Most Aussie orgs can't detect an IoT breach

By Dylan Bushell-Embling
Monday, 21 January, 2019

Most Aussie orgs can't detect an IoT breach

Only around a third (37%) of Australian organisations are able to detect when an IoT device has been subject to a security breach, according to new research from Gemalto.

The digital security vendor’s latest State of IoT Security report found that nearly half (48%) of Australian organisations struggle to ensure data privacy while trying to secure IoT products and services.

This is the case despite 95% of Australian respondents to a survey conducted for the report agreeing that security is a consideration for their customers when using IoT-based products or offerings, and 98% agreeing that a strong IoT security response is a competitive differentiator.

As a result, 91% said that IoT product manufacturers or service providers should take responsibility for ensuring device security.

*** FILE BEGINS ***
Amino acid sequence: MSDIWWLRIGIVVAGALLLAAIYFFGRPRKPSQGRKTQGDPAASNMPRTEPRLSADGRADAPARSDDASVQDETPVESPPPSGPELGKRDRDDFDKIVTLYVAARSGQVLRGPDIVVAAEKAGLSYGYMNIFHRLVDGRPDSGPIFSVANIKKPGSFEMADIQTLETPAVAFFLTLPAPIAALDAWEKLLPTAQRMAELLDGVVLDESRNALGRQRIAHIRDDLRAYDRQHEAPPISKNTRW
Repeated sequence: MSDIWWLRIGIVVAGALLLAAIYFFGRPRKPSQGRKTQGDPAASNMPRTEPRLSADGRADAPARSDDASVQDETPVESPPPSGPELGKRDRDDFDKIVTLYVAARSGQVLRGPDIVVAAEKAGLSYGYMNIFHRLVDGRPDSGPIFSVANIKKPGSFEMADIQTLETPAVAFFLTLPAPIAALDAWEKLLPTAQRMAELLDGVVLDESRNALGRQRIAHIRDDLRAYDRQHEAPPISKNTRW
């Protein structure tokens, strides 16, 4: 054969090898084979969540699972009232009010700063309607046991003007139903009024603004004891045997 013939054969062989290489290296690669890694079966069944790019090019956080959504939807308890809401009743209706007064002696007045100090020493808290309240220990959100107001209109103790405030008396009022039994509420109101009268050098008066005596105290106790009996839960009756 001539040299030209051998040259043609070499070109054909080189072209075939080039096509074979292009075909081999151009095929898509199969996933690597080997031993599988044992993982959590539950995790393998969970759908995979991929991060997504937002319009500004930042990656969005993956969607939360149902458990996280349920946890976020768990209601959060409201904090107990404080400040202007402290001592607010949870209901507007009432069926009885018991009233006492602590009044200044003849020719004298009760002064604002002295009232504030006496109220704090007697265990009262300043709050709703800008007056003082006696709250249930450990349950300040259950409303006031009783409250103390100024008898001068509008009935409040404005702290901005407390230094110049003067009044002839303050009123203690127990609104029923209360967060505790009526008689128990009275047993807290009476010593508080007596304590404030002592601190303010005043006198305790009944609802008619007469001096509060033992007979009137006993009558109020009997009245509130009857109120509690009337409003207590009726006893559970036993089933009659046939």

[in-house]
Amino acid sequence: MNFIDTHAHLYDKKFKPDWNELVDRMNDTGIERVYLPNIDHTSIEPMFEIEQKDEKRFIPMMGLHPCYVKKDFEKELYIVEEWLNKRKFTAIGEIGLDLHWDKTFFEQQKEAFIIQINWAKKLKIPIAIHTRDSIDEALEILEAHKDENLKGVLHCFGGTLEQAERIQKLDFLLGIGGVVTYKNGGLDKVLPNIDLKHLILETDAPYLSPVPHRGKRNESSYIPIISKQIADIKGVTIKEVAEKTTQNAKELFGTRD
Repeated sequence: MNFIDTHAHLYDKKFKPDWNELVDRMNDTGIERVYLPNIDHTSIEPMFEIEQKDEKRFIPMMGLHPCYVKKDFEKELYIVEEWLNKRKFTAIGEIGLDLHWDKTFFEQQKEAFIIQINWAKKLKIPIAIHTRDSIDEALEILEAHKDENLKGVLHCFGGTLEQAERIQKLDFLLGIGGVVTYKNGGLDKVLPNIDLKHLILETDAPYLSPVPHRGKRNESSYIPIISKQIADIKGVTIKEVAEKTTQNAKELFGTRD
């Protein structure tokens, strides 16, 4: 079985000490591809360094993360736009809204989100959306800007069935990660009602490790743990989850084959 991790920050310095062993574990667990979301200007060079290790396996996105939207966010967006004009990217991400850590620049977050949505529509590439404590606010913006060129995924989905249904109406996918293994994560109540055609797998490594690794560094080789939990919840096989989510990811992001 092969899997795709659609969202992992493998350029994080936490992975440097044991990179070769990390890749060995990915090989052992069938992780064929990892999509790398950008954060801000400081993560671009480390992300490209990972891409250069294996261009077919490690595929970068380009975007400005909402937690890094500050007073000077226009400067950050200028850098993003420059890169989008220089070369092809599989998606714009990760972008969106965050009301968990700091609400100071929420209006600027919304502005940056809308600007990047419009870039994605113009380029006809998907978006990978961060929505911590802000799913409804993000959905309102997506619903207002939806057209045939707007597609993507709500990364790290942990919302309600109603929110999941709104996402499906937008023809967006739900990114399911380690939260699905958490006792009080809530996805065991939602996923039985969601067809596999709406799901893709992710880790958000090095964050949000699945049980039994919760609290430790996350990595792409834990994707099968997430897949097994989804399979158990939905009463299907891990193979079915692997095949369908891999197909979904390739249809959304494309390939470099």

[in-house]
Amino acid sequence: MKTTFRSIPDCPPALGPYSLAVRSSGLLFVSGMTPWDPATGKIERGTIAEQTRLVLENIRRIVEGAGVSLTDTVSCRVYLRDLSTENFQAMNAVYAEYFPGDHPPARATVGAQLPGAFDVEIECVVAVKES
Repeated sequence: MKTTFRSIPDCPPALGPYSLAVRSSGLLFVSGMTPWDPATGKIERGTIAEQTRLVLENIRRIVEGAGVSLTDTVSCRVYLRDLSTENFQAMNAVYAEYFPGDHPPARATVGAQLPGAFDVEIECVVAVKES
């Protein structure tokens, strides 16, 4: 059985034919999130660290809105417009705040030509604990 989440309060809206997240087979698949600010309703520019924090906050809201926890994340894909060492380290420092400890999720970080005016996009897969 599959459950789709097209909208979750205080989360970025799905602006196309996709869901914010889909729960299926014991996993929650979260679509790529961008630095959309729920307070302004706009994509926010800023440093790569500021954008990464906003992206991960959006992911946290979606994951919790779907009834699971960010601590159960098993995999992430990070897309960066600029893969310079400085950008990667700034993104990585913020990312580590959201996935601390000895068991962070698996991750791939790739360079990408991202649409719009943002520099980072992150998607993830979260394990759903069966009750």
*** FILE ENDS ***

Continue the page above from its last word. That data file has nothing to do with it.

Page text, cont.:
Australian organisations are also crying out for government intervention in IoT security (84%). More than half (54%) are seeking clearer regulations, and 62% believe that implications for non-compliance, such as risks and potential fines, should be included within these regulations.

According to Gemalto, the discovery that 55 speed cameras in Victoria were infected by ransomware in 2017 alerted Australian organisations to the potential security threats posed by the increasing adoption of IoT across the nation. But this awareness has not translated to preparedness.

“Given the increase in the number of IoT-enabled devices, it’s extremely worrying to see that businesses still can’t detect if they have been breached,” Gemalto CTO for Data Protection Jason Hart said.

“With no consistent regulation guiding the industry, it’s no surprise the threats — and, in turn, vulnerability of businesses — are increasing. This will only continue unless governments step in now to help industry avoid losing control.”

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